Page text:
Bluefield Daily Telegraph, Bluefield, WV

Greg Jordan

May 1, 2014

A lot of the past can make a successful transition into the future

— — I’m always amazed by the age of the structures, and a lot of the infrastructure, that still stands in southern West Virginia and Southwest Virginia. I remember one man who recalled how he and his buddies made a special trip to Bluefield so they could ride the elevator of the West Virginia Manor, then the tallest building in the region. In another instance, one of us here at the Bluefield Daily Telegraph once interviewed a man who saw Moe Howard, Moe of the Three Stooges, boarding an elevator at the manor.

When you go to most any community in the region, you see structures that had a few years on them when the Titanic was being built. Unlike the legendary and ill-fated ocean liner, they have stood the test of time. In some cases, items built at that time have stood the test a little too long.

About 400 feet of water line were dug up and replaced this week in the town of Pocahontas, Va. Vice Mayor Jerry Gravely said it was probably installed in the early 1900s. The Titanic set sail for the first and last time in 1912, so that makes the pipes older than the wreckage slowly disintegrating in the Atlantic Ocean. The town of Bluefield, Va., and the Tazewell County Public Service Authority helped Pocahontas replace these antique lines, so it was good to see cooperation in action.

Work is underway in places like Princeton and Bluefield to revitalize buildings that otherwise could slowly collapse like the structures in that show “Life After People.” For folks not familiar with that program, each episode takes the viewer to a place like Las Vegas, and asks experts what would happen if people suddenly disappeared from the Earth. In each case, nature quickly begins to destroy the works of the human species. Great bridges fall and skyscrapers topple like rotten trees.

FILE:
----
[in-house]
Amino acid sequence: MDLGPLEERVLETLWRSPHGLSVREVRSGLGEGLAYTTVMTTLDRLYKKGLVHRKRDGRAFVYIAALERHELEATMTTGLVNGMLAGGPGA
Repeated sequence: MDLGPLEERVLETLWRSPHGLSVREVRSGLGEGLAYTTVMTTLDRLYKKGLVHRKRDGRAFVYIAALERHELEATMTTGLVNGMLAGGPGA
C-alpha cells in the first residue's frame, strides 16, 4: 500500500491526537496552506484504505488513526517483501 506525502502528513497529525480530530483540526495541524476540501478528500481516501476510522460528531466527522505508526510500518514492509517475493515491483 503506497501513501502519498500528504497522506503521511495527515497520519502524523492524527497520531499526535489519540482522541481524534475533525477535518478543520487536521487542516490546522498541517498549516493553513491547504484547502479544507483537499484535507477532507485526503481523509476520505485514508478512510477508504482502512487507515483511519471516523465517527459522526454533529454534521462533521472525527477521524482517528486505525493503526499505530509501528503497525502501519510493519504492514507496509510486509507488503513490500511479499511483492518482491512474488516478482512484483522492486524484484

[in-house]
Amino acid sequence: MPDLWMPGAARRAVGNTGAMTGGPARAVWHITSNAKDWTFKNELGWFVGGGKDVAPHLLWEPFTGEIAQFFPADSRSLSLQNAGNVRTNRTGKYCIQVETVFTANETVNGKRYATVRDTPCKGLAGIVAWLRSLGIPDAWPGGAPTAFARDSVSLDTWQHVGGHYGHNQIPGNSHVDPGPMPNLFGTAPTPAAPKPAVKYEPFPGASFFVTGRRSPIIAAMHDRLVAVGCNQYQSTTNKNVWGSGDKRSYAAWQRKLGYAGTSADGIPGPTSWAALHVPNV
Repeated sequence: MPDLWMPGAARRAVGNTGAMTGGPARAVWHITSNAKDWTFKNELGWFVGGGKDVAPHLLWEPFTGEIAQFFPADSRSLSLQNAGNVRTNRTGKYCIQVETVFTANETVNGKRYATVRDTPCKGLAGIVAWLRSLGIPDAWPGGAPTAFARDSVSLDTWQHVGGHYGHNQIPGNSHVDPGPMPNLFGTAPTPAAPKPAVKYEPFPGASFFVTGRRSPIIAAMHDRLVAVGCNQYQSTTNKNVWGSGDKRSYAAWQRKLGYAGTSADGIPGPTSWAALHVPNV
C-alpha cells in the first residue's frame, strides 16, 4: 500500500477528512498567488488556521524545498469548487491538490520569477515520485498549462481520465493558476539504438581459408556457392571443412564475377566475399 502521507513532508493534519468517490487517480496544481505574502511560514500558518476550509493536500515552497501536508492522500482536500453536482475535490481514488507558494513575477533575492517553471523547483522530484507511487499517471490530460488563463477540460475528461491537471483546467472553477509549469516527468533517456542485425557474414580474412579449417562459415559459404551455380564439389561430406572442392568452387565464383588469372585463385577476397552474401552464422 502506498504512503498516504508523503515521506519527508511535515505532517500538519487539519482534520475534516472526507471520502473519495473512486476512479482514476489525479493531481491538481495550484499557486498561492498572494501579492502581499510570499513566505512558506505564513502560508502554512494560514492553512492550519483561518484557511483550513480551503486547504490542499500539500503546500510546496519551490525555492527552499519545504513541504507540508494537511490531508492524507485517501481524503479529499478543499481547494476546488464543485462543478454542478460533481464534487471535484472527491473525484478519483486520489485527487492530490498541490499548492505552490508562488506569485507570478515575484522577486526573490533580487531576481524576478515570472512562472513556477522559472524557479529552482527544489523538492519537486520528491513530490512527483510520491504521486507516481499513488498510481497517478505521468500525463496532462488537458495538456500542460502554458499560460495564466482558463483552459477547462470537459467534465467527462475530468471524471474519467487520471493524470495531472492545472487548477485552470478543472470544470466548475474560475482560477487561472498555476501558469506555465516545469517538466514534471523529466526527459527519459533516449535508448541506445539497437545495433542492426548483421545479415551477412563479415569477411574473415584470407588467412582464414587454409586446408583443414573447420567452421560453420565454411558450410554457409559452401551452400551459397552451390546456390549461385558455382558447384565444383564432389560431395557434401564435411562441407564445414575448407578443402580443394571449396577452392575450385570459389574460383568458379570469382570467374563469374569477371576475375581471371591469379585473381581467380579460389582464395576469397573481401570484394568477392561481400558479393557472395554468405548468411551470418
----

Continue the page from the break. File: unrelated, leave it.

I’ve heard more than one builder say how important it is for a building to “stay warm.” Vital parts like the roof and the plumbing must be maintained, otherwise water starts getting indoors and pipes burst as they freeze. Water is nature’s solvent, and it gradually dissolves material. As it freezes, it can split stone. It can also corrode metal and weaken it.

There are plenty of places both in West Virginia and Virginia where the “Life After People” crew could shoot scenes for future episodes. Old buildings that were proud structures early in the 20th century, sometimes earlier, have collapsed to become brick or wooden shells.

Fortunately, a lot is being preserved, too. Sometimes the work is painfully slow, and done only when money and volunteers become available, but it does happen. The trick is to start taking action before the building starts to crumble or before somebody announces plans to knock it down.

I’ve always liked old buildings, and I like to imagine what I would do with them if I had the money. If enough people also imagine such things, a lot of the past can make the transition into the future.


I get varying reactions when I tell somebody that I have a snake and some tarantulas. Some folks are interested, and others ever so slightly recoil. Personally, I think they are interesting and a lot of fun; learning how to take proper care of them is part of the hobby.

My California king snake, Alice, isn’t venomous, and she — I’m starting to think Alice might be a male — won’t get too big. I did a lot of research before deciding on what sort of snake I wanted. I definitely didn’t want something poisonous.

There are people who do want poisonous snakes, scorpions, and some varieties of spiders. They like the excitement of having something dangerous.

Well, one time I read a good bit of advice for anyone who wants a poisonous pet: Don’t think “If I ever get bitten.” Think “When I get bitten.” If you have a snake, it’s going to bite you some day.

Alice gave me a bite last Tuesday. It was feeding time, so I brought Alice a mouse. Unfortunately, this mouse wasn’t very smart. It just sat there, so I decided to give it a nudge.

Alice could smell the mouse and was already excited. Snakes don’t see very well, so Alice saw my nice pink right-hand thumb and lunged. Alice let go immediately, but the bite drew blood.

I immediately doused the bite with alcohol and hand sanitizer, and washed my hands for good measure.

King snakes don’t have venom, but I would have been in serious trouble if Alice was a coral snake, a black mamba, a rattlesnake or some other species like that. If you have a snake, you’re going to get bitten sometime. Even the sweetest pet will, intentionally or unintentionally, hurt you. You just have to be careful to pick an animal that can’t send you to the emergency room.

Greg Jordan is the Daily Telegraph’s senior reporter. Contact him at

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